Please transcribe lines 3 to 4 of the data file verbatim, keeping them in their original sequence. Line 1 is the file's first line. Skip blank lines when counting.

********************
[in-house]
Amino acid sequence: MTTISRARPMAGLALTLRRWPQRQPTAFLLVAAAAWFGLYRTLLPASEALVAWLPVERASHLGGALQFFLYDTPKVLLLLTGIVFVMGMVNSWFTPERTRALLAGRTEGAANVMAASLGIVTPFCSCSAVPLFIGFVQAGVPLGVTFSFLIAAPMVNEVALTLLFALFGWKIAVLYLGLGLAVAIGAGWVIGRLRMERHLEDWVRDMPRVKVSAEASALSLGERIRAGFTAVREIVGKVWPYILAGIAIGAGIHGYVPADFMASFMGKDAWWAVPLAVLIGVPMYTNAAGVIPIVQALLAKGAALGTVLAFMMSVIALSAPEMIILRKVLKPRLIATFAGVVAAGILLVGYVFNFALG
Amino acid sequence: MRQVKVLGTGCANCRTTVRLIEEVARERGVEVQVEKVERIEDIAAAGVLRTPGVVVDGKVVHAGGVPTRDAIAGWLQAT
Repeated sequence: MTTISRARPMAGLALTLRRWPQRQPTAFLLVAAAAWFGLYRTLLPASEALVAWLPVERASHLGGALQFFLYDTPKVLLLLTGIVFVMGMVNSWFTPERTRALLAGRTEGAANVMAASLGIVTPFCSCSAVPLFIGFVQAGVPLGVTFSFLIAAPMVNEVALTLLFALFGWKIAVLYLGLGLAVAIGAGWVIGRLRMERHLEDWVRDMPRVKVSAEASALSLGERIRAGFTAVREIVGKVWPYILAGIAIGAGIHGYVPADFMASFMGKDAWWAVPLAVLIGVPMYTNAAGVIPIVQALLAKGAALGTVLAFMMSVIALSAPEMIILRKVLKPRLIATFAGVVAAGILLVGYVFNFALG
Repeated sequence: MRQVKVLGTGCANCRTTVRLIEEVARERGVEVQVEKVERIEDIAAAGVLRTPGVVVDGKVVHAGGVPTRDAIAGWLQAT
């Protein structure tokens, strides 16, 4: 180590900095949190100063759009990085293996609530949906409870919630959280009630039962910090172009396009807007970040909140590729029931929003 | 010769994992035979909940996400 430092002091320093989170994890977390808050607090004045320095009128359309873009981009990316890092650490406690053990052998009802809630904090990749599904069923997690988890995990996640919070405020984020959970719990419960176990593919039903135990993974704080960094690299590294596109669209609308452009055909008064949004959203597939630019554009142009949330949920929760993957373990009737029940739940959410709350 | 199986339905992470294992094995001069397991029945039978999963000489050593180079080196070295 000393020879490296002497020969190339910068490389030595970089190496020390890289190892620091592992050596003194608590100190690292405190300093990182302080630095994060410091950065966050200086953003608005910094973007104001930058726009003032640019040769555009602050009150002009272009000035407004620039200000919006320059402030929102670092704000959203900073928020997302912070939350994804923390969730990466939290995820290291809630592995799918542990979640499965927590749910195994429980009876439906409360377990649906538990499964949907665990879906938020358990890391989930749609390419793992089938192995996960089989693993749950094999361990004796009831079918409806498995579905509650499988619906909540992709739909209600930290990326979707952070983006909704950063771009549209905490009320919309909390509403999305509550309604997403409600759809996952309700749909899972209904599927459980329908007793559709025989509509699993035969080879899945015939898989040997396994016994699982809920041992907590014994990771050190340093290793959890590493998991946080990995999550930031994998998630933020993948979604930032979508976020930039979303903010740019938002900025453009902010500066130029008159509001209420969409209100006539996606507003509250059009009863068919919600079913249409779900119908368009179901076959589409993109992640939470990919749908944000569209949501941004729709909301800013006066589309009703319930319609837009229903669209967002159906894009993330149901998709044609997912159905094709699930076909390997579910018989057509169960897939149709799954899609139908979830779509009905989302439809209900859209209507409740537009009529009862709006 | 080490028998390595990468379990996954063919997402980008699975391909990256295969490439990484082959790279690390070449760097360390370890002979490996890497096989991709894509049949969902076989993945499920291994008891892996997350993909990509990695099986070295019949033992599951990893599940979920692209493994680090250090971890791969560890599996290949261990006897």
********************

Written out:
Amino acid sequence: MRQVKVLGTGCANCRTTVRLIEEVARERGVEVQVEKVERIEDIAAAGVLRTPGVVVDGKVVHAGGVPTRDAIAGWLQAT
Repeated sequence: MTTISRARPMAGLALTLRRWPQRQPTAFLLVAAAAWFGLYRTLLPASEALVAWLPVERASHLGGALQFFLYDTPKVLLLLTGIVFVMGMVNSWFTPERTRALLAGRTEGAANVMAASLGIVTPFCSCSAVPLFIGFVQAGVPLGVTFSFLIAAPMVNEVALTLLFALFGWKIAVLYLGLGLAVAIGAGWVIGRLRMERHLEDWVRDMPRVKVSAEASALSLGERIRAGFTAVREIVGKVWPYILAGIAIGAGIHGYVPADFMASFMGKDAWWAVPLAVLIGVPMYTNAAGVIPIVQALLAKGAALGTVLAFMMSVIALSAPEMIILRKVLKPRLIATFAGVVAAGILLVGYVFNFALG